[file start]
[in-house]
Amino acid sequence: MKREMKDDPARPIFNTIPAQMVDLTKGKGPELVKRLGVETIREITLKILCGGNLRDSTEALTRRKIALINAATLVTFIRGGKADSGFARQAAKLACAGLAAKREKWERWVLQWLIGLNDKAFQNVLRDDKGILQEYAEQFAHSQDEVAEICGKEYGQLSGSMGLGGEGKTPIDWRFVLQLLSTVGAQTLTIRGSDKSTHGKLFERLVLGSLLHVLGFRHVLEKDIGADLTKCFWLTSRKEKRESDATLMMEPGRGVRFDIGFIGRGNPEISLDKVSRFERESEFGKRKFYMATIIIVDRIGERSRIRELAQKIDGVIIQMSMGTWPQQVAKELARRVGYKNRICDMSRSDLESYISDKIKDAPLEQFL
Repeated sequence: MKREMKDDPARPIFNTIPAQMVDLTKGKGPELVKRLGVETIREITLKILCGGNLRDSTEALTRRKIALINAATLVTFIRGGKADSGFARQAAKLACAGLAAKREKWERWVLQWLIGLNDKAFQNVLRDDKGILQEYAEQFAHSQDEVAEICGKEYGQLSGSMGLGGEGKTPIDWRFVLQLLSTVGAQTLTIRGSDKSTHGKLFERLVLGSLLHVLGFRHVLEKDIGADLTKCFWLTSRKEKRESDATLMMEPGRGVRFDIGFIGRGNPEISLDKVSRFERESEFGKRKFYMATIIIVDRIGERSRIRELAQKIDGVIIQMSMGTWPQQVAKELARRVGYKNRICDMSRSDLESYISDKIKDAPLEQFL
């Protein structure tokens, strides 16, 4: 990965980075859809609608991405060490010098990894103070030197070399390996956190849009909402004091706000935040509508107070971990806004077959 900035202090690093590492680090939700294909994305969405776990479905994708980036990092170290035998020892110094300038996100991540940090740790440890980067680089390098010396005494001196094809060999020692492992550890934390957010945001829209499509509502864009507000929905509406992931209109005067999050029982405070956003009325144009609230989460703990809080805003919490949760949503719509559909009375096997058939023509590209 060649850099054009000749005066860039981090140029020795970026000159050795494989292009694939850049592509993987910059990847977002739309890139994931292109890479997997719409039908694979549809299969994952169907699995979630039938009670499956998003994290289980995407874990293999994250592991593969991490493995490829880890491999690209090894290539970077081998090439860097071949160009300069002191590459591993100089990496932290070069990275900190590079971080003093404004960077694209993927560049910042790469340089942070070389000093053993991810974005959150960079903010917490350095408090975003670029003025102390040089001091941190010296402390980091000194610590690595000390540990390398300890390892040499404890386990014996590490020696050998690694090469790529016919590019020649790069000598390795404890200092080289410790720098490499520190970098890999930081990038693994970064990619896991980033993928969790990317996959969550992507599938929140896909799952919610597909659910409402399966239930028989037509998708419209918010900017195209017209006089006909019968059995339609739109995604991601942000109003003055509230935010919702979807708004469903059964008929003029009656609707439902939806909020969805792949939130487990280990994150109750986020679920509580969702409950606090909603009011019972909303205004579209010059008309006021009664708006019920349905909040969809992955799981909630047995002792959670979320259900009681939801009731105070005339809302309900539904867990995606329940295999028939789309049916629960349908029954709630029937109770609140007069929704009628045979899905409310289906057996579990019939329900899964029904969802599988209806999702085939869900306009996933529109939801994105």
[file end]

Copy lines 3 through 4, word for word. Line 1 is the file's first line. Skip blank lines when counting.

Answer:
Repeated sequence: MKREMKDDPARPIFNTIPAQMVDLTKGKGPELVKRLGVETIREITLKILCGGNLRDSTEALTRRKIALINAATLVTFIRGGKADSGFARQAAKLACAGLAAKREKWERWVLQWLIGLNDKAFQNVLRDDKGILQEYAEQFAHSQDEVAEICGKEYGQLSGSMGLGGEGKTPIDWRFVLQLLSTVGAQTLTIRGSDKSTHGKLFERLVLGSLLHVLGFRHVLEKDIGADLTKCFWLTSRKEKRESDATLMMEPGRGVRFDIGFIGRGNPEISLDKVSRFERESEFGKRKFYMATIIIVDRIGERSRIRELAQKIDGVIIQMSMGTWPQQVAKELARRVGYKNRICDMSRSDLESYISDKIKDAPLEQFL
């Protein structure tokens, strides 16, 4: 990965980075859809609608991405060490010098990894103070030197070399390996956190849009909402004091706000935040509508107070971990806004077959 900035202090690093590492680090939700294909994305969405776990479905994708980036990092170290035998020892110094300038996100991540940090740790440890980067680089390098010396005494001196094809060999020692492992550890934390957010945001829209499509509502864009507000929905509406992931209109005067999050029982405070956003009325144009609230989460703990809080805003919490949760949503719509559909009375096997058939023509590209 060649850099054009000749005066860039981090140029020795970026000159050795494989292009694939850049592509993987910059990847977002739309890139994931292109890479997997719409039908694979549809299969994952169907699995979630039938009670499956998003994290289980995407874990293999994250592991593969991490493995490829880890491999690209090894290539970077081998090439860097071949160009300069002191590459591993100089990496932290070069990275900190590079971080003093404004960077694209993927560049910042790469340089942070070389000093053993991810974005959150960079903010917490350095408090975003670029003025102390040089001091941190010296402390980091000194610590690595000390540990390398300890390892040499404890386990014996590490020696050998690694090469790529016919590019020649790069000598390795404890200092080289410790720098490499520190970098890999930081990038693994970064990619896991980033993928969790990317996959969550992507599938929140896909799952919610597909659910409402399966239930028989037509998708419209918010900017195209017209006089006909019968059995339609739109995604991601942000109003003055509230935010919702979807708004469903059964008929003029009656609707439902939806909020969805792949939130487990280990994150109750986020679920509580969702409950606090909603009011019972909303205004579209010059008309006021009664708006019920349905909040969809992955799981909630047995002792959670979320259900009681939801009731105070005339809302309900539904867990995606329940295999028939789309049916629960349908029954709630029937109770609140007069929704009628045979899905409310289906057996579990019939329900899964029904969802599988209806999702085939869900306009996933529109939801994105």